It is a significant step forward for modern American Lutheranism that Saint Jerome now has a place in the liturgical life of the Missouri Synod. How much of a place is another question. But at least he is mentioned in the new worship books, and merits a bio on the LCMS web site. So I am very grateful for these developments. For Jerome was a holy priest, and is a great doctor of the Church. Counted, in fact, as one of the four great Doctors of the Latin Church, he has an immortal place, or should, in our study and spirituality. I myself find not only his writings, and of course his translating work to be of great value, but also his life to be very instructive. He was a man who knew what it was to wrestle with the Old Adam, and to find his comfort in Christ.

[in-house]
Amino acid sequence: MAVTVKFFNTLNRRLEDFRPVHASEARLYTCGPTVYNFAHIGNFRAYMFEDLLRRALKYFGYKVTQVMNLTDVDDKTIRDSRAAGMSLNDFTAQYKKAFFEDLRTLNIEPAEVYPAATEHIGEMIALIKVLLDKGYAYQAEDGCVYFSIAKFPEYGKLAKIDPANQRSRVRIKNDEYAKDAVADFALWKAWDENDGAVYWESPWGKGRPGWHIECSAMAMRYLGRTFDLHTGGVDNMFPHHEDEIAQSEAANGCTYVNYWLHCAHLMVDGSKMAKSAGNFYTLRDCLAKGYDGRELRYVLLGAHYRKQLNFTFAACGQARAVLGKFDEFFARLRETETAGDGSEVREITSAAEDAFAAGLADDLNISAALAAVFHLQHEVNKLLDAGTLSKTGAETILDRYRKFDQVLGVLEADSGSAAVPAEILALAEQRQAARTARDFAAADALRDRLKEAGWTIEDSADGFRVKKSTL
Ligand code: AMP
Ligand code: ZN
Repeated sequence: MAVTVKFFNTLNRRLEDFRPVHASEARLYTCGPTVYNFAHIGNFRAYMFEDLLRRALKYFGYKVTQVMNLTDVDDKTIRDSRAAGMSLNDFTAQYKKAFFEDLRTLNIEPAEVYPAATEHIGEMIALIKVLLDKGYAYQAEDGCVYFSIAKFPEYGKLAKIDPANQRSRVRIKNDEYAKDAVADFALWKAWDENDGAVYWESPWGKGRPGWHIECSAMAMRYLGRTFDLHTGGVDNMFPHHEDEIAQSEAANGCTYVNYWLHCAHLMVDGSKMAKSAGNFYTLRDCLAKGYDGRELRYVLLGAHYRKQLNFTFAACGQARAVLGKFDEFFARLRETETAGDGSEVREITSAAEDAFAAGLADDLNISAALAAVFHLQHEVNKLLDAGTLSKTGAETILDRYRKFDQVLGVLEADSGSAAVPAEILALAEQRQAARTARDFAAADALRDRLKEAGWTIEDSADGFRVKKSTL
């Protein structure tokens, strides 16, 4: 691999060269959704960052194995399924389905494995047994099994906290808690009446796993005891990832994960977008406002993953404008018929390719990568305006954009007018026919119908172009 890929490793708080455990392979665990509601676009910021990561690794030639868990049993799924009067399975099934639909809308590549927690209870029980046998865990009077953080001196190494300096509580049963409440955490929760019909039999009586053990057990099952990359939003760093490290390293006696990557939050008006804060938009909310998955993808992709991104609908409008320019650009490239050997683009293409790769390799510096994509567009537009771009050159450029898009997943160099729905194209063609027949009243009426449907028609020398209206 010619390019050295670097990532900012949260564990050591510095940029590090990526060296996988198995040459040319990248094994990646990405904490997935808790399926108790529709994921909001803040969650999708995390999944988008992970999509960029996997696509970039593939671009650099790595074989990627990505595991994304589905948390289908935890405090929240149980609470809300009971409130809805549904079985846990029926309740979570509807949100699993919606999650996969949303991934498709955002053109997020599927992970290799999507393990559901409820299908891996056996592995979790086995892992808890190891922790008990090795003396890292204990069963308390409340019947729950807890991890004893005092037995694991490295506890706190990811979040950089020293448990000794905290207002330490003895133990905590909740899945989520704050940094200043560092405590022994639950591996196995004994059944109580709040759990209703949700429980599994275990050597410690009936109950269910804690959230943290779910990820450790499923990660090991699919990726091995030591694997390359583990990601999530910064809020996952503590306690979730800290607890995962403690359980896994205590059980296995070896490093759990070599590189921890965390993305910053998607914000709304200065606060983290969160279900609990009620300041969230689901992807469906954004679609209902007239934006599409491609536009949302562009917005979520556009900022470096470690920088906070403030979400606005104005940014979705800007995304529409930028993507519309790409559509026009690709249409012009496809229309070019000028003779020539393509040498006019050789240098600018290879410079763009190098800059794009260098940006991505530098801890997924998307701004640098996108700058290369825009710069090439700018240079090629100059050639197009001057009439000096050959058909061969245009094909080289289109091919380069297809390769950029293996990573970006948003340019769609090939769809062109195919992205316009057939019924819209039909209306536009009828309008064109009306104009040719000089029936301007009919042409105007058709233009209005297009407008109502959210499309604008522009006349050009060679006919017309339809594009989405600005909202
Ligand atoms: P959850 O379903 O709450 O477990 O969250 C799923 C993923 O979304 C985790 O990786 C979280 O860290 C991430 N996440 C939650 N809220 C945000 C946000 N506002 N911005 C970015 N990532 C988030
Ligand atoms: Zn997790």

I commend to the reader the magisterial biography by J.N.D. Kelly. And I commend to your devotion this homily by Father Larry Beane.
Now a quick note or two of gentle criticism. First, The LCMS seems embarrassed to call Jerome a "priest," and opts instead for the innovative designation, "Translator of Holy Scripture." Second, The writer or committee responsible for this bio has Jerome's birth in 345. In doing so, he/it indeed is in line with much of popular literature on St. Jerome, such as Justo Gonzalas' Story of Christianity. Books of that sort tend to place his birth in the mid to late 340s. I, however, side with a much earlier dating of Jerome's birth. Kelly devotes a whole excursus, a veritable chapter of its own, to this very question, and argues for the year 331. I find his argument convincing. But each student of church history, will, of course, come to his own conclusion.